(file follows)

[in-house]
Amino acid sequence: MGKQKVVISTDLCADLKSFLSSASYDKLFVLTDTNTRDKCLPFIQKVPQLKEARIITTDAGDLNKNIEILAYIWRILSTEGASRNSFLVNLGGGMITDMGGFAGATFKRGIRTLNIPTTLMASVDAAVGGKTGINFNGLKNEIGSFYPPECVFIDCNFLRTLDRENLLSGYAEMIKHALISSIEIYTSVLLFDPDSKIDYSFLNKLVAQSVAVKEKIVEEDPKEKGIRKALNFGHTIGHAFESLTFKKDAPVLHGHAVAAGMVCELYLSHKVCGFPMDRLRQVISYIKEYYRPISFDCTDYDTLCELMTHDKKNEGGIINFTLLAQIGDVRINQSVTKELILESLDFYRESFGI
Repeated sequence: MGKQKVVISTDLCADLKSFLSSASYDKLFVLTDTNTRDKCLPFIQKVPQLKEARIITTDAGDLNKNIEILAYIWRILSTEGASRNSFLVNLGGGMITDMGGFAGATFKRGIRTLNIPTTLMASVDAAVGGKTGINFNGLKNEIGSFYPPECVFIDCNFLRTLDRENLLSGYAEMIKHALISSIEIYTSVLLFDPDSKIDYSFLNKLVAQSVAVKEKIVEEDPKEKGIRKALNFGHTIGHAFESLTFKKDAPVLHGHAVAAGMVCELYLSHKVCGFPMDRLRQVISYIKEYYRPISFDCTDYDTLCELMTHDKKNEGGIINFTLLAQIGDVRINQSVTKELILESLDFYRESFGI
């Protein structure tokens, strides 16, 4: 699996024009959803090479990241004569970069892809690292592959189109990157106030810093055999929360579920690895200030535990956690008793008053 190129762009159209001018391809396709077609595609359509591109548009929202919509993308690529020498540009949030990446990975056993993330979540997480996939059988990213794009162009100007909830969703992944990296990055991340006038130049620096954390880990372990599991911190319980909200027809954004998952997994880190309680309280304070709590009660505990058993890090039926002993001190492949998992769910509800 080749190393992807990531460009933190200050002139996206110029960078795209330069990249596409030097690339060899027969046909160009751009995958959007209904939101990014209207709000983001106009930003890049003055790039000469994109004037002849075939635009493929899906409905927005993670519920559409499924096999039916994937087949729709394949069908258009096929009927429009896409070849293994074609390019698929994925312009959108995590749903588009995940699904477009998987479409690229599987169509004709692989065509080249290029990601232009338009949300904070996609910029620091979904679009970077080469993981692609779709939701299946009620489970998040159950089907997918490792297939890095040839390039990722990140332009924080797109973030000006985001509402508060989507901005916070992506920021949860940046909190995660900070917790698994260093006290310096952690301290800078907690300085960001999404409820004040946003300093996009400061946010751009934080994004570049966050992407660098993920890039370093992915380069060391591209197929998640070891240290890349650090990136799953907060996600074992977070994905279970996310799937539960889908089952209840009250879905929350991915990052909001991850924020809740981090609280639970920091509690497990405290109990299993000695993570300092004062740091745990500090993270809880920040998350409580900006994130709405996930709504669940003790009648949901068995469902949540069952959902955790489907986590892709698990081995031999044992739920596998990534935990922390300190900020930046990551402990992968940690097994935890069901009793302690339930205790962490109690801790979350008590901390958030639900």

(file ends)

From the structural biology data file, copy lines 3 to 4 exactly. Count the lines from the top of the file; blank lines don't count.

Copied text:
Repeated sequence: MGKQKVVISTDLCADLKSFLSSASYDKLFVLTDTNTRDKCLPFIQKVPQLKEARIITTDAGDLNKNIEILAYIWRILSTEGASRNSFLVNLGGGMITDMGGFAGATFKRGIRTLNIPTTLMASVDAAVGGKTGINFNGLKNEIGSFYPPECVFIDCNFLRTLDRENLLSGYAEMIKHALISSIEIYTSVLLFDPDSKIDYSFLNKLVAQSVAVKEKIVEEDPKEKGIRKALNFGHTIGHAFESLTFKKDAPVLHGHAVAAGMVCELYLSHKVCGFPMDRLRQVISYIKEYYRPISFDCTDYDTLCELMTHDKKNEGGIINFTLLAQIGDVRINQSVTKELILESLDFYRESFGI
């Protein structure tokens, strides 16, 4: 699996024009959803090479990241004569970069892809690292592959189109990157106030810093055999929360579920690895200030535990956690008793008053 190129762009159209001018391809396709077609595609359509591109548009929202919509993308690529020498540009949030990446990975056993993330979540997480996939059988990213794009162009100007909830969703992944990296990055991340006038130049620096954390880990372990599991911190319980909200027809954004998952997994880190309680309280304070709590009660505990058993890090039926002993001190492949998992769910509800 080749190393992807990531460009933190200050002139996206110029960078795209330069990249596409030097690339060899027969046909160009751009995958959007209904939101990014209207709000983001106009930003890049003055790039000469994109004037002849075939635009493929899906409905927005993670519920559409499924096999039916994937087949729709394949069908258009096929009927429009896409070849293994074609390019698929994925312009959108995590749903588009995940699904477009998987479409690229599987169509004709692989065509080249290029990601232009338009949300904070996609910029620091979904679009970077080469993981692609779709939701299946009620489970998040159950089907997918490792297939890095040839390039990722990140332009924080797109973030000006985001509402508060989507901005916070992506920021949860940046909190995660900070917790698994260093006290310096952690301290800078907690300085960001999404409820004040946003300093996009400061946010751009934080994004570049966050992407660098993920890039370093992915380069060391591209197929998640070891240290890349650090990136799953907060996600074992977070994905279970996310799937539960889908089952209840009250879905929350991915990052909001991850924020809740981090609280639970920091509690497990405290109990299993000695993570300092004062740091745990500090993270809880920040998350409580900006994130709405996930709504669940003790009648949901068995469902949540069952959902955790489907986590892709698990081995031999044992739920596998990534935990922390300190900020930046990551402990992968940690097994935890069901009793302690339930205790962490109690801790979350008590901390958030639900």